Coyote Peak Wildfire, May 2016.
Update Tuesday (May 10) at 4 PM: The Coyote Fire is now at 8,205 acres and is 30% contained.
Over the past several days in Far West Texas, with dry and windy conditions, volunteer fire departments have been dealing with a series of small wildfires: near Alpine, near Valentine, and in a national park.
It started Saturday afternoon, ignited by a lightning strike, in the northwest corner of Guadalupe Mountains National Park. By Tuesday morning, the grassland fire had grown to more than 4,500 acres.
Drew Stuart, a reporter in Hudspeth County, said, “We’ve had very intense winds, Saturday, Sunday, Monday, and continue to have strong winds here, which has caused the fire to expand and to move north and west from its original location. It started near Coyote Peak, which is the northern edge of the Guadalupe National Mountains and Guadalupe Mountains National Park.”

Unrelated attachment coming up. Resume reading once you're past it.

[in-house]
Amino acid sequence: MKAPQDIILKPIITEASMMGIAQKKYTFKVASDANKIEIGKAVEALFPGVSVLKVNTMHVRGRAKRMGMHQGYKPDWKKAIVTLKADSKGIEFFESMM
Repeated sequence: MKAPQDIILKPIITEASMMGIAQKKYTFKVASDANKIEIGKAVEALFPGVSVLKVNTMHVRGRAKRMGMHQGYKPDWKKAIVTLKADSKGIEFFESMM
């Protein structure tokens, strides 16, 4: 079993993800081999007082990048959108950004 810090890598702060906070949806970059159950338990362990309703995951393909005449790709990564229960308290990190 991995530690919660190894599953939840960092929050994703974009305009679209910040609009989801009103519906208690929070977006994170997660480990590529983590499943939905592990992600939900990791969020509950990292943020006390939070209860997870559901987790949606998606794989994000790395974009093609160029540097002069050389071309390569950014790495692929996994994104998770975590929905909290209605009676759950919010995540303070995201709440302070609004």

More than 170 firefighters are assigned to the blaze, based out of Queens, New Mexico. Beginning Sunday, they focused their efforts from above, using three air tankers and a helicopter along the fire’s northern perimeter.
“It’s prompted the closure of a large part of the national park backcountry,” said Stuart. “The whole north side of Guadalupe Mountains National Park was closed as of Monday.”
No structures are threatened. High winds are forecast through Wednesday.